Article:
Election Day came and went in Georgia, with uncertainty remaining over clear victors, but also technical glitches and long lines.
In Fulton and Gwinnett counties, voting was extended two hours at six precincts, and provisional ballots were still being verified through 8 p.m. Friday in DeKalb County.
When she went to cast her ballot at Avondale High School in DeKalb County, Ellaree Yeagley said the ID scanners during the check-in process were not working, and the card she was given to insert into the machine was not working correctly.
“I went up to the machine, and I put the card in the machine, and it immediately rejected it,” Yeagley said. “And it kept rejecting it.”
A poll worker told her it was showing she already voted.
“And I said, ‘I promise you, I swear to you, I have not voted,’” Yeagley said.
Forty-five minutes later, poll workers were able to clear her voting record so she could vote. But she says the whole experience left a bad taste.
“I don’t feel at all confident that my vote counted,” Yeagley said.
She said other Georgia voters told her they had the same issue on Election Day when she shared her story on social media.
There were many reports of people waiting in line for four hours to vote, due in part to machines malfunctioning, leaving people unable to vote at all.
NPR political reporter Ayesha Rascoe asked President Donald Trump specifically about these problems in Georgia a day after the election.
Rascoe: “As president of the United States, are you concerned about the access that people are having to voting?” Trump: “I heard it was very efficient in Georgia. I heard it was very efficient.”
The machines are nearly two decades old, and Brian Kemp, the former secretary of state who has declared himself Georgia’s governor-elect, was working on bringing in new machines. He launched the SAFE Commission in April 2018.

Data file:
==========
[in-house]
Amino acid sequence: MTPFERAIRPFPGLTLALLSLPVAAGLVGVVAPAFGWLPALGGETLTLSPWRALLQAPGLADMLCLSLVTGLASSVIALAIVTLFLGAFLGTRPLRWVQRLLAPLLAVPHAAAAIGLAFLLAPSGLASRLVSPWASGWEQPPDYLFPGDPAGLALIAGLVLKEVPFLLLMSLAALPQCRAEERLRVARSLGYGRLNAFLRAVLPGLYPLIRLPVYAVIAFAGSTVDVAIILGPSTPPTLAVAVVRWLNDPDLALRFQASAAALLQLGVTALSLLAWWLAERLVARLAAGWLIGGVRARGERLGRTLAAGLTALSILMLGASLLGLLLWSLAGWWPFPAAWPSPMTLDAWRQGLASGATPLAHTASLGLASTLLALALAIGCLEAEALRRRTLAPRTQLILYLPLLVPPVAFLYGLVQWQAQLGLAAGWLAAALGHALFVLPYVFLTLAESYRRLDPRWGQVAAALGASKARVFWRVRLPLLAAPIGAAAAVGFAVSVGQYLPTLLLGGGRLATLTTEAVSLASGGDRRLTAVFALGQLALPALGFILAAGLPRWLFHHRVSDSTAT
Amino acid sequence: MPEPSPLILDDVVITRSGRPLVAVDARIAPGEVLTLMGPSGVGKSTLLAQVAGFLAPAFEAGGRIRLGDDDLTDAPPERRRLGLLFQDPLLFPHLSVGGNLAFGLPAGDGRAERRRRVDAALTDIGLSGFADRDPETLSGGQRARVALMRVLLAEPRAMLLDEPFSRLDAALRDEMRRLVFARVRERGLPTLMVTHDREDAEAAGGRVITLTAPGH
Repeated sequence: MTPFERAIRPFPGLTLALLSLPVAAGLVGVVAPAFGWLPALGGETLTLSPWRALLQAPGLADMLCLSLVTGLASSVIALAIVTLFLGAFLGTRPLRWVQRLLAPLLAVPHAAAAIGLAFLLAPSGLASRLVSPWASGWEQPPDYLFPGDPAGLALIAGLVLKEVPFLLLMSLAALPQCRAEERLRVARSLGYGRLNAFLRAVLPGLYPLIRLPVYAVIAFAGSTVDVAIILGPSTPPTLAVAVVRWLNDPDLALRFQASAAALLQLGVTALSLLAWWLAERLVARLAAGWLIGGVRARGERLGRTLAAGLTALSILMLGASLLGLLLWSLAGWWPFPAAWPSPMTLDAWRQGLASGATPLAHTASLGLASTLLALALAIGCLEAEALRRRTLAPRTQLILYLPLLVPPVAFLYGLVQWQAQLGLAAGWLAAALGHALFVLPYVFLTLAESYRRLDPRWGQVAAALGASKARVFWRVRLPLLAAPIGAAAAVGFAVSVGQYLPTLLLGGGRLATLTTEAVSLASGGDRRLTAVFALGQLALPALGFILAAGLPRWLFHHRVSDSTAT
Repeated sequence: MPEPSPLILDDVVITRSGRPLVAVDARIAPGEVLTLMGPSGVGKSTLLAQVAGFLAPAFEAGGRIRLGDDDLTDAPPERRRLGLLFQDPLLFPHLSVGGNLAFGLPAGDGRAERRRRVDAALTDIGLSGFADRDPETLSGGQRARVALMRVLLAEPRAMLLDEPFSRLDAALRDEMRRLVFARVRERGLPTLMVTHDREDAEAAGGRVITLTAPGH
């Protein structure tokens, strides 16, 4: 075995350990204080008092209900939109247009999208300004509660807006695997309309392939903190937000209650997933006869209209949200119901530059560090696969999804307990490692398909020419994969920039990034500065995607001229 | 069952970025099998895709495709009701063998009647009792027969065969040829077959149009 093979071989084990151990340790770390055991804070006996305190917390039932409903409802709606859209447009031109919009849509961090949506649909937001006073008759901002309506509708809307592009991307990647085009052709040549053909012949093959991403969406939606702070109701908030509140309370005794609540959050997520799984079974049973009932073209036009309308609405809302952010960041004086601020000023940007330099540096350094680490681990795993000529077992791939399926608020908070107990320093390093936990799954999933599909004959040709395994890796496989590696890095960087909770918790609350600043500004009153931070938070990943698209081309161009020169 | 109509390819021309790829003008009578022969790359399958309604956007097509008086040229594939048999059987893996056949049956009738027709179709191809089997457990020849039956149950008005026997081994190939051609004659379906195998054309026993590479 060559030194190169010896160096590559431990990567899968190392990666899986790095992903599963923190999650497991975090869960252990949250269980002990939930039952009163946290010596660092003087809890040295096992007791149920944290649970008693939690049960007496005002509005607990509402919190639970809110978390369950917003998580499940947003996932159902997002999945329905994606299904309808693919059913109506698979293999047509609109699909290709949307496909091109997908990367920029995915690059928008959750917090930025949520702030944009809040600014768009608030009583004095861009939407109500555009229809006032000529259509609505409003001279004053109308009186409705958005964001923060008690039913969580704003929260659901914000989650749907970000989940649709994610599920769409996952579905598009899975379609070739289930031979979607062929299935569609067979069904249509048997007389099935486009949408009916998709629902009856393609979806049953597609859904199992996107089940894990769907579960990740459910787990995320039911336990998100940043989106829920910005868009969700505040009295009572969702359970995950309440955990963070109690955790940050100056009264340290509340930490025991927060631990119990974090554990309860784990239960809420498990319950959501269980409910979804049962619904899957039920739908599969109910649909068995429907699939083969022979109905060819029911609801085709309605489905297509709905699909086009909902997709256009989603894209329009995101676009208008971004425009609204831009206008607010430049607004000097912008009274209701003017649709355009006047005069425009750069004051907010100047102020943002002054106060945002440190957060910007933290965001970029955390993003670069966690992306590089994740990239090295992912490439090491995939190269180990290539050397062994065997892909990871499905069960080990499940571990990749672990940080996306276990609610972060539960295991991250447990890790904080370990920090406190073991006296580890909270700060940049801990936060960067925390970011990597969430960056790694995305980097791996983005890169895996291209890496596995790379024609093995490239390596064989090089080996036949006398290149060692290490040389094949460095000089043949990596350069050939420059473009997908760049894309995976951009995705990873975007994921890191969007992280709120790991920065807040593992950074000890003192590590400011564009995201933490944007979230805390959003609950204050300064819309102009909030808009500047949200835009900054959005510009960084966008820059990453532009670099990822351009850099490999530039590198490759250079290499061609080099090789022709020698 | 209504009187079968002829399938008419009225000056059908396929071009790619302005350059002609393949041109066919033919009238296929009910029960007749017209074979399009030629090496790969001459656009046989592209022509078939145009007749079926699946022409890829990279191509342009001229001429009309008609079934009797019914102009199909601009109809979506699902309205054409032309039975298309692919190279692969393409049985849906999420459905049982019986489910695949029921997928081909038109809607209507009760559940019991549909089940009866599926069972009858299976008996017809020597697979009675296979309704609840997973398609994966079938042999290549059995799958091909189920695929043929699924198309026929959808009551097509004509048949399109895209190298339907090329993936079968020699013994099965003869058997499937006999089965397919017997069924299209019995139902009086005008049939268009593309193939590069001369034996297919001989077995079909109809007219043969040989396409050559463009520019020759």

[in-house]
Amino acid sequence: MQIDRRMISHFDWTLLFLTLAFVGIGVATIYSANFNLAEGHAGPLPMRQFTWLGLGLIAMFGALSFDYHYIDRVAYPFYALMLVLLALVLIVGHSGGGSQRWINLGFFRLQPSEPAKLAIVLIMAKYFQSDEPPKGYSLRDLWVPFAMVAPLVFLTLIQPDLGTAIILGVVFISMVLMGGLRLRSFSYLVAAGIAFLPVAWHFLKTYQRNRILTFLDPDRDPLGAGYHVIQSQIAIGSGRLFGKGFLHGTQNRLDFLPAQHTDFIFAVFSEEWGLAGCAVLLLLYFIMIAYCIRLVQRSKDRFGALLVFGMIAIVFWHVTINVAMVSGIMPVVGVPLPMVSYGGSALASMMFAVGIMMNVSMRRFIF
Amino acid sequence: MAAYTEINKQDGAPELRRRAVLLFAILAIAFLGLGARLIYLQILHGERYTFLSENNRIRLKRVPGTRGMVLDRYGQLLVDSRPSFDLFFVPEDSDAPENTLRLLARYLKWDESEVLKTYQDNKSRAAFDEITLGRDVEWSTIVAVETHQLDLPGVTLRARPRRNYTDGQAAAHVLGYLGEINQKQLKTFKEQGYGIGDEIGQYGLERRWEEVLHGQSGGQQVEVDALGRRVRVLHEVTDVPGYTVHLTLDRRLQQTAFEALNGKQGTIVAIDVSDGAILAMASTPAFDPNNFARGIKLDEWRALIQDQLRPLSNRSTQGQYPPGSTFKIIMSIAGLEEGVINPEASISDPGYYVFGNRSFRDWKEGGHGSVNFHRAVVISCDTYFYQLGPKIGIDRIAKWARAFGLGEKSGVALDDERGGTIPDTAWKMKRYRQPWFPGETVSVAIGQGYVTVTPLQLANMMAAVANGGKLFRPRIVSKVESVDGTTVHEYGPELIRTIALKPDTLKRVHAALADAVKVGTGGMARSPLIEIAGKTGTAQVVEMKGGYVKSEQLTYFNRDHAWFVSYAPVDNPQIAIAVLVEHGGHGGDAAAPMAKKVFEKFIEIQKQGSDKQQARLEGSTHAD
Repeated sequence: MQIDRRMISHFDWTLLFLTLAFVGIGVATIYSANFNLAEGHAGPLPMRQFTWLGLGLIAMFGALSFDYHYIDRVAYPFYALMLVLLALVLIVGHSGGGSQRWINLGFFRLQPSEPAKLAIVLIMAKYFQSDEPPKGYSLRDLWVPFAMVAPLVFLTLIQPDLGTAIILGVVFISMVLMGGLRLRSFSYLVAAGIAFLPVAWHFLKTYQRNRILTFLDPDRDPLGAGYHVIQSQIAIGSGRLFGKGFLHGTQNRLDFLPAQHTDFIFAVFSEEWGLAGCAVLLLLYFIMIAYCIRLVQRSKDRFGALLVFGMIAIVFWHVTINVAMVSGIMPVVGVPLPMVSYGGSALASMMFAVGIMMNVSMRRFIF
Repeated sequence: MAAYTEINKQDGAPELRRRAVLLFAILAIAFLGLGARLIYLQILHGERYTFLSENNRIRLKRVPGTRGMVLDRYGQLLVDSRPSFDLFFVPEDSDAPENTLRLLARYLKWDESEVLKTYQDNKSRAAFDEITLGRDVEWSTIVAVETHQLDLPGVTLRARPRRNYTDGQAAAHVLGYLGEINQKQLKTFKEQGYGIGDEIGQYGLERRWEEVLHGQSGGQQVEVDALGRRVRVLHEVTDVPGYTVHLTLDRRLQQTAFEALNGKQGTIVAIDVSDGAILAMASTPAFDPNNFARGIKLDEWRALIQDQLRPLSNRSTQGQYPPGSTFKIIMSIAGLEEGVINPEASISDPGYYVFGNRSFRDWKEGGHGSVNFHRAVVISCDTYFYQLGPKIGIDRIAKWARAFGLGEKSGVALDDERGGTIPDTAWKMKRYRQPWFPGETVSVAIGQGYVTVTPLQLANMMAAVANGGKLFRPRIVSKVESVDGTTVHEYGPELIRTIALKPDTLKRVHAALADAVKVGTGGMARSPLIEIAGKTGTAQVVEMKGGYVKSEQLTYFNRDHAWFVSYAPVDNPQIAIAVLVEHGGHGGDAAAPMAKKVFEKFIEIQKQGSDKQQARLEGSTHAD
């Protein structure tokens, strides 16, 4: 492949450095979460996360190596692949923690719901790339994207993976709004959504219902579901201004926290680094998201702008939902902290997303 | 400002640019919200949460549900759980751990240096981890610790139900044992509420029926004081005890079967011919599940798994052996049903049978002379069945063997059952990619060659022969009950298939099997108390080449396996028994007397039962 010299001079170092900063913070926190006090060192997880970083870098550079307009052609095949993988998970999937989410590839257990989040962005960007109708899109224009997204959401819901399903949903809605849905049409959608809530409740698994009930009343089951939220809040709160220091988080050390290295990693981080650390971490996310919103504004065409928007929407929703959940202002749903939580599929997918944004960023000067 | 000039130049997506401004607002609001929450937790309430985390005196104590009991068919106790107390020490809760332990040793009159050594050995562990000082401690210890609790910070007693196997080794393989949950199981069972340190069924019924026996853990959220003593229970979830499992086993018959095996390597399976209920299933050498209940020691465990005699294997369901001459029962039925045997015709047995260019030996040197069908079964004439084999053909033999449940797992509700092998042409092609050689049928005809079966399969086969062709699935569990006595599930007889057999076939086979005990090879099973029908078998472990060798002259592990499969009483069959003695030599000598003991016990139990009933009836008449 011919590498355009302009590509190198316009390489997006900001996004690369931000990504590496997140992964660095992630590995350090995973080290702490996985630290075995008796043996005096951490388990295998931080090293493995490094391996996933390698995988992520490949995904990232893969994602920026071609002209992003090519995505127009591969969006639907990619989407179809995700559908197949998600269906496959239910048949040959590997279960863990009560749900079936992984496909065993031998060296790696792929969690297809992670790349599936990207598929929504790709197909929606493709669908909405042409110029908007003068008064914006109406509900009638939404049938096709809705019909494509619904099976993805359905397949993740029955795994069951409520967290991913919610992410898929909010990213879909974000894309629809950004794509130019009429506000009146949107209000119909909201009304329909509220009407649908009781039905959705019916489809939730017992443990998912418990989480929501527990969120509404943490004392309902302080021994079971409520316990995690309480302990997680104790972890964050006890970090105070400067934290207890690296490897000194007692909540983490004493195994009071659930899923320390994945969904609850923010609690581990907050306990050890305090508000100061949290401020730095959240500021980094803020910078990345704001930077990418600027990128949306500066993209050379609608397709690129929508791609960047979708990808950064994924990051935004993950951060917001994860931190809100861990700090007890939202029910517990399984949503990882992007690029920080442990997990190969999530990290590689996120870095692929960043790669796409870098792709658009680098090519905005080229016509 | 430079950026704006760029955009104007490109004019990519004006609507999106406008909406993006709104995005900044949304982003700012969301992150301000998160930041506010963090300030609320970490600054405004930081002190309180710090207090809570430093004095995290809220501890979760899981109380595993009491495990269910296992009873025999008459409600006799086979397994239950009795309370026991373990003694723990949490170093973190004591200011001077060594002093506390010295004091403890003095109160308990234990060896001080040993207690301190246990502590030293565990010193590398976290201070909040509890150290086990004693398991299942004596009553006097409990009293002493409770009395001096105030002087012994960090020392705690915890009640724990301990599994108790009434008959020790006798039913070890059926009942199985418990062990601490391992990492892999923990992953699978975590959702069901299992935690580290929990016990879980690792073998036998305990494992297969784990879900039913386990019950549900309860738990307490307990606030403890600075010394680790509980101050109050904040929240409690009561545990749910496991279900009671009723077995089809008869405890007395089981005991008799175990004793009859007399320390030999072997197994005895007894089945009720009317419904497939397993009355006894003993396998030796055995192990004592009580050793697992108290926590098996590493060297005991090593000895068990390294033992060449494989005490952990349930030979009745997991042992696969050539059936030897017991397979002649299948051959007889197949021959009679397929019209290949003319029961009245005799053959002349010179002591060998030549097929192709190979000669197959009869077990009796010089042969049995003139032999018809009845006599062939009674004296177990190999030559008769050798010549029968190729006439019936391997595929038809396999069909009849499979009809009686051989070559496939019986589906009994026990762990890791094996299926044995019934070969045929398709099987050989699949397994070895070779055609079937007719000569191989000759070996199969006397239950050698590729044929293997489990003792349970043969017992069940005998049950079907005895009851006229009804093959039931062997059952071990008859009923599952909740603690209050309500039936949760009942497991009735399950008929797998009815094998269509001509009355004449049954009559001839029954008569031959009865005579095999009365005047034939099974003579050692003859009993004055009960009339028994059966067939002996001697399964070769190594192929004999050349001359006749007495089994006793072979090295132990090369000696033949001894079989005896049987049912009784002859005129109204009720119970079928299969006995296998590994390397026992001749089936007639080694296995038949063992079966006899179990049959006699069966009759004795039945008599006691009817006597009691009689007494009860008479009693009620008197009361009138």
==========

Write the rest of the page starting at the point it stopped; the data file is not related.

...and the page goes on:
And experts agree that Georgia’s voting machines are vulnerable and outdated. Political science professor Trey Hood is also affiliated with the MIT Election and Data Science Lab in Cambridge.
“This technology is running on a Microsoft platform that’s not even serviced anymore by Microsoft,” Hood said.
State lawmakers are planning to install new machines that provide a paper receipt. The Secretary of State’s office tested out a hybrid electronic and paper system in Conyers last year, but Hood said the state needs to act faster.
“It has to be certified. There’s got to be money appropriated,” Hood said. “It’s got to be distributed. Local election officials have to be trained. Voters have to be introduced to it. The time to do that is now.”
Especially, he said, if the state wants voters to experience fewer technical problems during the next federal elections in 2020.
Michael Kang, an elections expert at Northwestern University, said elections haven’t “exploded” quite yet because of voting machines with outdated technology, but he expects it could happen soon.
“All of the people who really know the technology are warning people like me it’s bound to happen because the machines are really outdated and vulnerable,” Kang said. “I’m not sure, having spent the last several days talking to lots of different people in election law, why there’s not more political momentum for making our elections safer and more secure. I really don’t get it.”
Note: This report has been updated to correct the spelling of Ayesha Rascoe’s name.
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